Sometimes it's an unlikely object that creates a world of creativity in a car guy's mind. Spotting a color or a design theme isn't always about cruising the aisles at a rod run or flipping through magazines for inspiration. For Dave Reinhold, of McCordsville, Indiana, a coaster in a restaurant is the object that grabbed his interest. It wasn't a plain coaster-it was in the shape of a shark fin, and it was a unique form of advertisement for Land Shark Lager. Dave filed away the idea, and decided it would be the theme of his next street rod.
Eric Brockmeyer penned the original drawing and from here Dave Reinhold took over and buil
Dave isn't new to cars, having grown up in Dearborn, Michigan, just outside of Detroit. He grew up attending the Autorama with his father, building model cars, and eventually cruising Telegraph Road when he got his driver's license. He was on the right track.
Fast forward a decade or two, and you have a car guy with a hankering for something of the deep sea nature. He wanted to build a Model A roadster and give it a shark theme without going too crazy with body modifications. He calls it a Bonneville racer with European influence-it's certainly a nice blend of styling.
Starting fresh with a Brookville '31 Model A body and Deuce chassis, he sent his new hot rod to Gary Brown, of Brown's Metal Mods, for the shark treatment. Brown is responsible for molding the taillight buckets to the body, developing the unique dash, and fabricating body reveals fit with custom trim. These reveals are located in the decklid and hood and flow nicely into the windshield frame, which is a custom creation by Jerry "Porkchop" Walker of Sinister Hot Rods. Walker also leaned and peaked the Deuce grille shell, giving the roadster a sleek appearance. Then it was onto the Deuce 'rails, where he drilled and sleeved large holes for the custom side-exit exhaust, clipped the framehorns, and tucked the Deuce fuel tank close to the rear pan.
Brown's Metal Mods is responsible for the outstanding metalwork on the Brookville body. Br
The efforts from Brown and Walker resulted in a streamlined look, especially when you combine it with a nicely equipped chassis. The framerails are boxed and they're notched at the rear to provide ample suspension travel yet low ride height. A triangulated four-link setup locates the Ford 9-inch rearend housing, while QA1 coilovers soak up the bumps and offer vast adjustability. All four corners are equipped with Wilwood discs fitted with 11-inch rotors and four-piston calipers, while rolling stock sports glossy black Dayton wires and Coker Classic tires. Front suspension is the standard street rod setup consisting of a dropped I-beam axle with a pair of hairpin radius rods. All suspension components are black, keeping with the stealthy theme.
Under the steel hood is a 302ci Ford Racing crate motor. The lightweight roadster moves easily as a result of the Ford V-8 but the Tremec five-speed does add measurably to the driving pleasure. The Blue Oval is close to stock but does sport an Edelbrock dual-quad intake manifold topped with matching Edelbrock four-barrel carburetors. A modified Technostalgia Olds breater covers the carburetors, while finned Ford Racing valve covers offer a nice finishing touch. The front of the engine is barren of accessories and the "almost" always present alternator was moved rearward and is driven off the rearend by a custom pulley setup.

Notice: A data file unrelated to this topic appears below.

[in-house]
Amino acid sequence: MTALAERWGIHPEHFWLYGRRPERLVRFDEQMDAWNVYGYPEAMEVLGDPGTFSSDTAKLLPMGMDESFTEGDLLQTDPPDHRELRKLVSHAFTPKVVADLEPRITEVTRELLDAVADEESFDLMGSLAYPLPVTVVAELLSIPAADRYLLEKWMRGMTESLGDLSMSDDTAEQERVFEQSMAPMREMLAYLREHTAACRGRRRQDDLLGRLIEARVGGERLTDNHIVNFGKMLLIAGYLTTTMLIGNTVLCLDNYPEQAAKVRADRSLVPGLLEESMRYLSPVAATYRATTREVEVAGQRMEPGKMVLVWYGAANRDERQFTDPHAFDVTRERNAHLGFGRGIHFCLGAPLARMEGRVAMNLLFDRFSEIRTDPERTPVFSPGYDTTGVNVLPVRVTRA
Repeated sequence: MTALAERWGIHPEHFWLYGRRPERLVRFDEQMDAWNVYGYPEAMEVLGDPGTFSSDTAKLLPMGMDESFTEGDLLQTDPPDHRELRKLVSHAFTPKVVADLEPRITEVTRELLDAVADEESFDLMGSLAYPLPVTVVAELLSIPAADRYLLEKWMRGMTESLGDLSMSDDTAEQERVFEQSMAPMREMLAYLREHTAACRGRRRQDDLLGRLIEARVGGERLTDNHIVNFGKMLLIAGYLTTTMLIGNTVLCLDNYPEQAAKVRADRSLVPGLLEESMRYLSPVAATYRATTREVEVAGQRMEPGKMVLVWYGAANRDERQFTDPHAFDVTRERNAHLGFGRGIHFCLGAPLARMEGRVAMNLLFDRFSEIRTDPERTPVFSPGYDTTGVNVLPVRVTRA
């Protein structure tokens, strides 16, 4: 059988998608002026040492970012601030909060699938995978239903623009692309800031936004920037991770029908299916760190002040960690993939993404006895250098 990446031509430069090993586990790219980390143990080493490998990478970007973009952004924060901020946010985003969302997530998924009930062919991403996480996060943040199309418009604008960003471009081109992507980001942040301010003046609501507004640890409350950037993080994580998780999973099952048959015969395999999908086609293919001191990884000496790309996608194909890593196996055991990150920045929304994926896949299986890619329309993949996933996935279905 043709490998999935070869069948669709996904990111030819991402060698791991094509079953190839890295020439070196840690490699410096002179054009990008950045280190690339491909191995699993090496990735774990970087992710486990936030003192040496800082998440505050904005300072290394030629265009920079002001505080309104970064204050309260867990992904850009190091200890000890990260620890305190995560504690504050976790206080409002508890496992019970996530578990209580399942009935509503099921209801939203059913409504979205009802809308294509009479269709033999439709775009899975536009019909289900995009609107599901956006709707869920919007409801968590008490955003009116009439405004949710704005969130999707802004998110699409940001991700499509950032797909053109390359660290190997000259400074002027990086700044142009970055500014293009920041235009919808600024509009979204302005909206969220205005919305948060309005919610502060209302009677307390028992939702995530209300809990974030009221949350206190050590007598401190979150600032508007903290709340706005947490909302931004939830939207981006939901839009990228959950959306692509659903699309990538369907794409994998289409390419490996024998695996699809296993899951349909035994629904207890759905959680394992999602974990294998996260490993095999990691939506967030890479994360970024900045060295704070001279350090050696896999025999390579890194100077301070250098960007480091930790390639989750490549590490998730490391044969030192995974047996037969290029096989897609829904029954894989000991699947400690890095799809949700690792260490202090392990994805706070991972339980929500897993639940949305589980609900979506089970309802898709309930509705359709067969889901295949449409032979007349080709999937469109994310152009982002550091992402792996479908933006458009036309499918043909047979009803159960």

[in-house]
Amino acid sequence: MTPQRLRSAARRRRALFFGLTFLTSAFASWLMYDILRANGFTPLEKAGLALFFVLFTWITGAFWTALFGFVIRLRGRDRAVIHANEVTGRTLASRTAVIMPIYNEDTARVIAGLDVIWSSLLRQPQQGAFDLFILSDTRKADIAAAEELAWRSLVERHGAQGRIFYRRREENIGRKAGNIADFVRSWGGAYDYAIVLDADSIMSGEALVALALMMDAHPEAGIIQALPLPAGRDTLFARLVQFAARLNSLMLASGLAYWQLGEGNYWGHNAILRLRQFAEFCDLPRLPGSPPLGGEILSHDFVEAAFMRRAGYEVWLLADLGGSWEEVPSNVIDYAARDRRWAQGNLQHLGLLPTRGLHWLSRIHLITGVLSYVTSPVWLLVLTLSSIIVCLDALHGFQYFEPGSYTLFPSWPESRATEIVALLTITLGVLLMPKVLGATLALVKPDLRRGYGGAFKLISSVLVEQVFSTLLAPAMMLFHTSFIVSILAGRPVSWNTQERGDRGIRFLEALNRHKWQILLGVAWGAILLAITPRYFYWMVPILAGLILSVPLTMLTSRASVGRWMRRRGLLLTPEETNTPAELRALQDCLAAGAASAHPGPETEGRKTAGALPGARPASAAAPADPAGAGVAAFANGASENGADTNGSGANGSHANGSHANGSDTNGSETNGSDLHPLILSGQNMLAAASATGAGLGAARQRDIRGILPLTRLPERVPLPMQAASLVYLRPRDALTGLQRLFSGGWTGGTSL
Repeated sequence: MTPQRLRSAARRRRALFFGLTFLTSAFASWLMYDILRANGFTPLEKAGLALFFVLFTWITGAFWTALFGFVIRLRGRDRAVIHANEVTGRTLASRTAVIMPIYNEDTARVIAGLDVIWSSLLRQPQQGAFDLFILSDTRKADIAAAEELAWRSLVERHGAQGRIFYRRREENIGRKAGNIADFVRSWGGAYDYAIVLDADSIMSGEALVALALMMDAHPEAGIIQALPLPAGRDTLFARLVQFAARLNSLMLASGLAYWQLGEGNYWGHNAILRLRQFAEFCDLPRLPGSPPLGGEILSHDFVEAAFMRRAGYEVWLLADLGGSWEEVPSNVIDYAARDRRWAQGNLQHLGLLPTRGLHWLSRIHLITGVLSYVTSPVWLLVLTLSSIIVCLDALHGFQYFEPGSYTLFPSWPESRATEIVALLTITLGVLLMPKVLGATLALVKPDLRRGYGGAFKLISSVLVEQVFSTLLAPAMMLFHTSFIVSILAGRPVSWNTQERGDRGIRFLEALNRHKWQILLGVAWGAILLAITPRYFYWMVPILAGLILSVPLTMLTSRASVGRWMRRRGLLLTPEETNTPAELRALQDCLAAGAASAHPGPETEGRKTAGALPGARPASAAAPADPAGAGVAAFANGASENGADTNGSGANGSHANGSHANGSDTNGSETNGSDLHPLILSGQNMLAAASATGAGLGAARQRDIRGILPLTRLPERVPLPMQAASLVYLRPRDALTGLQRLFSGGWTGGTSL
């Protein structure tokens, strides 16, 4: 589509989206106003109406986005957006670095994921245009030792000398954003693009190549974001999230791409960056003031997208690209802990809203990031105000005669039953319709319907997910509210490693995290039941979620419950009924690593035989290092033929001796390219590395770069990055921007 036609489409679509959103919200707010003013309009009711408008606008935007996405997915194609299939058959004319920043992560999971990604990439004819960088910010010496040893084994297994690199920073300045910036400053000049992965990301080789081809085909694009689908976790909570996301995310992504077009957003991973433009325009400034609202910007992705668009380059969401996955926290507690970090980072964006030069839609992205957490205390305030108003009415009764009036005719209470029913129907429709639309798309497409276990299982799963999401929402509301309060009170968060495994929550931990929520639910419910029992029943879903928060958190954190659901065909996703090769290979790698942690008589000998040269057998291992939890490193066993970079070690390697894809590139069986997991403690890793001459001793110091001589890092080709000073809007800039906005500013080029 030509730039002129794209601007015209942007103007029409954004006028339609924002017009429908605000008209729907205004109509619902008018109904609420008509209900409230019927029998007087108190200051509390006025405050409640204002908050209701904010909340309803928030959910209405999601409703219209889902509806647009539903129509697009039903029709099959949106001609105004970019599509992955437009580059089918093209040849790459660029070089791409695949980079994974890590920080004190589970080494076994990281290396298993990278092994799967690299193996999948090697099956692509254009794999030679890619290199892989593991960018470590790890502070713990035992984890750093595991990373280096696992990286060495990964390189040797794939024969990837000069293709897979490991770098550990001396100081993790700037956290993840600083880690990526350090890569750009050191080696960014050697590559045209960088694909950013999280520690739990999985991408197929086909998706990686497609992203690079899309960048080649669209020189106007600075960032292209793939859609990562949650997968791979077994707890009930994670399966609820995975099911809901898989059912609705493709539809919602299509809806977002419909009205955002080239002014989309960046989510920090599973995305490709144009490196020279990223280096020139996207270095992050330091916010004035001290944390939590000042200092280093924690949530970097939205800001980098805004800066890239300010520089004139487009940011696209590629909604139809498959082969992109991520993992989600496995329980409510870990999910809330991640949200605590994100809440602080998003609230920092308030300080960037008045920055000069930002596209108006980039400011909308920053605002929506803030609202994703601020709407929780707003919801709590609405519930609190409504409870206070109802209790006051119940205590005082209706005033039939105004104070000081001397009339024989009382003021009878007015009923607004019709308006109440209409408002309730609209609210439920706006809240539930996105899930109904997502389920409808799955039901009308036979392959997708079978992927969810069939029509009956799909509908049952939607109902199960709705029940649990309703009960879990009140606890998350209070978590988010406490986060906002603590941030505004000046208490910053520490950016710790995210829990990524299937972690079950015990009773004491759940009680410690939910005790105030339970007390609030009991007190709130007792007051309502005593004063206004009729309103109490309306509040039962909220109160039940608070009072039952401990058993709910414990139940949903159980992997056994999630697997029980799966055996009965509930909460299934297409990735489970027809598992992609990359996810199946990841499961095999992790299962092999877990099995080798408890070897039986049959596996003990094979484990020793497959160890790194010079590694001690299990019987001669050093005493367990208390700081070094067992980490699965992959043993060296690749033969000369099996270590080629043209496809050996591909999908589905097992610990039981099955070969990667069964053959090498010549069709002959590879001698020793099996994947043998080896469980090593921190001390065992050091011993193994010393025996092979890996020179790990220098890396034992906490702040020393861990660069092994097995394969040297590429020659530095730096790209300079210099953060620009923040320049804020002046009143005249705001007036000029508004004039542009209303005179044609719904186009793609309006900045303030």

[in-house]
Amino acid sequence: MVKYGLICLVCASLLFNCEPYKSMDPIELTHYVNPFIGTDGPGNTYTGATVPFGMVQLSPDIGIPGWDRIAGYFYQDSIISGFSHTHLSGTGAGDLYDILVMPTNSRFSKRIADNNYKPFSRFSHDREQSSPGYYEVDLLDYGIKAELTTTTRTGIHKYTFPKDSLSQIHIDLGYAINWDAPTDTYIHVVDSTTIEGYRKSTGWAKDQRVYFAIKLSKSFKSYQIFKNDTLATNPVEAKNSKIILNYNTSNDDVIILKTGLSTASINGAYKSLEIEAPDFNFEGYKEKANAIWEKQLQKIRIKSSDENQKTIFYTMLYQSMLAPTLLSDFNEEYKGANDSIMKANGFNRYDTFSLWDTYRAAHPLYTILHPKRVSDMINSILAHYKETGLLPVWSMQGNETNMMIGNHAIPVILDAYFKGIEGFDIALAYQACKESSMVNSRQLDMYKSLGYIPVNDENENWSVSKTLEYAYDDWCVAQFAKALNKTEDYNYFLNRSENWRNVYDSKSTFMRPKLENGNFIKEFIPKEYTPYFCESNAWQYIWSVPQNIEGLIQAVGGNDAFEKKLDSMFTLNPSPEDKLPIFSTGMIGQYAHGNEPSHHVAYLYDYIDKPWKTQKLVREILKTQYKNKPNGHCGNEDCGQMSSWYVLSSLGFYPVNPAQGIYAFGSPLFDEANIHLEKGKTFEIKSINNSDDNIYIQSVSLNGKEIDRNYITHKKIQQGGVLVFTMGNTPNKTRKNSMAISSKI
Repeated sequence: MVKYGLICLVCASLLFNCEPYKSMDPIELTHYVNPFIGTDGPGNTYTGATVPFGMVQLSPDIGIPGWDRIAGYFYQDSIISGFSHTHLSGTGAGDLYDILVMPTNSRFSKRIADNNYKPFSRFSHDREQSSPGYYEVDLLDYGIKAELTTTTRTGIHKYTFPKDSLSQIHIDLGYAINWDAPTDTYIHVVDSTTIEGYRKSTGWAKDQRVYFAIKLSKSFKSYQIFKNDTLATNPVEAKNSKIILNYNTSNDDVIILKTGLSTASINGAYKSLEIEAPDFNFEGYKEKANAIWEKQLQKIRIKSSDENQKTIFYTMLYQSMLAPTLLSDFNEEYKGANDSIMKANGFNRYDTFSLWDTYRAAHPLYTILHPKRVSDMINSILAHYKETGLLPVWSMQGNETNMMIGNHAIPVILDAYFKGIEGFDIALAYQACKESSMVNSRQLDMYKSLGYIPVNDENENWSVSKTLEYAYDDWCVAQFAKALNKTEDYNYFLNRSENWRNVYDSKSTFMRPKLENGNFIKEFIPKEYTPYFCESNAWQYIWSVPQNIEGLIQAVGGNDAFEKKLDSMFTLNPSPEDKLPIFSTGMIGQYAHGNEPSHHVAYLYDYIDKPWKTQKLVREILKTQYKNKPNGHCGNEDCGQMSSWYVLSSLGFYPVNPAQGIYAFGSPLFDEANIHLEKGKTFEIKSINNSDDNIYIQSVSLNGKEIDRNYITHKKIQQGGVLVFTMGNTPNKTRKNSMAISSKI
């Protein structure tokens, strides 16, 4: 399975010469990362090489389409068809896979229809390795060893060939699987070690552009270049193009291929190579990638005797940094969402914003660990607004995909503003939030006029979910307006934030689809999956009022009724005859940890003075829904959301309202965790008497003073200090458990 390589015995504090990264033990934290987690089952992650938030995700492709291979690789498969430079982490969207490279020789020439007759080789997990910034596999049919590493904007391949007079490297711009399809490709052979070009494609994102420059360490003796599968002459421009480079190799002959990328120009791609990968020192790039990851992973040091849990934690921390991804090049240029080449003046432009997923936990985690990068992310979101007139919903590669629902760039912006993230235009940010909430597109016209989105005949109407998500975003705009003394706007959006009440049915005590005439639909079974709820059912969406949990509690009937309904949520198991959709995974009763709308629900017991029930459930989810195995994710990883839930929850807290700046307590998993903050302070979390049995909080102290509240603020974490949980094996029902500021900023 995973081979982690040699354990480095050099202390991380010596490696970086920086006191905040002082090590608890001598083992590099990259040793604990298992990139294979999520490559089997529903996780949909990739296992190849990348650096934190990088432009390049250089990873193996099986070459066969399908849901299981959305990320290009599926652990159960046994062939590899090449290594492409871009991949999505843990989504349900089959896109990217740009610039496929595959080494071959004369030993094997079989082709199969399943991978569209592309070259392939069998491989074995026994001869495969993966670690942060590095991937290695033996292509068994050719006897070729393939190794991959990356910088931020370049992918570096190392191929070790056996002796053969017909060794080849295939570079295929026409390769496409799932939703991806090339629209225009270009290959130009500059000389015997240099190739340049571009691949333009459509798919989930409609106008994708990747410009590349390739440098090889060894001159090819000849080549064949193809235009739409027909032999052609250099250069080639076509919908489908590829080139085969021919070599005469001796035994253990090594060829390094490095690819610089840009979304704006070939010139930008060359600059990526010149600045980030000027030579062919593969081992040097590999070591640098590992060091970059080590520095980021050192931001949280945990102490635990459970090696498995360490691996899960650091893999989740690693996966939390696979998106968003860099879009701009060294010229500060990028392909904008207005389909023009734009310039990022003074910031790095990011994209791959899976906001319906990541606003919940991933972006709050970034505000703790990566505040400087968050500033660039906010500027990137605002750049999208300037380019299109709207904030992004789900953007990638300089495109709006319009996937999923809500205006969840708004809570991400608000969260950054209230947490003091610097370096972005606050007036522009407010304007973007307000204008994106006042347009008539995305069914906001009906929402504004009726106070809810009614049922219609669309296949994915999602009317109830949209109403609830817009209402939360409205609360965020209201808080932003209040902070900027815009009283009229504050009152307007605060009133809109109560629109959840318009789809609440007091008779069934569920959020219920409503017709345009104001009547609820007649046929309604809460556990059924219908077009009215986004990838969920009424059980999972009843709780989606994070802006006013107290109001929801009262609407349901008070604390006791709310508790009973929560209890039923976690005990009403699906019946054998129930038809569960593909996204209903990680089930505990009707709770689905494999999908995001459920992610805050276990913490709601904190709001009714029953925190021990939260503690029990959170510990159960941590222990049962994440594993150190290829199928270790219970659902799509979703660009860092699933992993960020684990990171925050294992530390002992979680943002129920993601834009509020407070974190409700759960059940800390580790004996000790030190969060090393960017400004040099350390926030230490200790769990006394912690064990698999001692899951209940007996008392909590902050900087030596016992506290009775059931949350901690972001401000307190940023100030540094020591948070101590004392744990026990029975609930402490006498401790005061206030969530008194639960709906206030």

The custom shark gauges rest within the center console.
When it was time for bodywork and paint the roadster traveled to Bright, Indiana, home of Woody's Hot Rodz. Chris Sondles and crew gave the fresh steel body plenty of attention, while Joe Shinliver handled most of the bodywork and treated the body to a coating of urethane primer before it went through a few cycles of block-sanding and re-priming. Shinliver painted the car using PPG materials mixed in a color called Angora adding two coats of blue pearl before laying down the final clearcoats. Brett Davis provided Shinliver plenty of help on the bodywork and paint with the results speaking well of their efforts. Countless hours of color sanding, buffing, and polishing took place to perfect the finish, while the rest of the Woody's crew worked hard (and patiently) to reassemble the car. The brightwork was handled by J&P Plating in Portland, Indiana, while the crew at Woody's installed Dynamat before starting on the interior.
While Dave's '31 roadster is larger than the earlier ('28-29 Model A) bodies, it still doesn't provide much room for upholstery with its tight confines, so the remaining real estate features simple black leather stretched over custom door panels, and a pair of bomber seats from Speedway Motors. Matt Baldwin at Woody's Hot Rodz took care of the interior, while the remaining parts, like the E&J mini headlights, were installed for the final time. Shark gauges ride in the custom dash, and a four-bar steering wheel attaches to the Flaming River column. Creature comforts are at a minimum, but Dave doesn't need a radio or air conditioning to enjoy spending time behind the wheel of his hot rod.
It was no easy process putting Dave's shark idea to paper, and then into reality, but a trio of shops got the job done, and made it work. Cool details from front to back entertain the eyes, while the throaty exhaust from a small-block Ford keeps the Blue Oval spirit alive and well. There's no mistaking this shark for any other car on the fairgrounds, and you can bet Dave prefers it that way. It's a sleek and stylish roadster with lots of unique details, and it was born from the simplest of ideas, which makes it even cooler. Car guy creativity at its finest.
Gary Brown, of Brown's Metal Mods, fabricated the custom body reveals and this shark fin t
The front suspension is based on a dropped I-beam axle, hairpin radius rods, and Wilwood 1
Nestled between the Deuce 'rails is a small-block Ford, which is more than enough to thril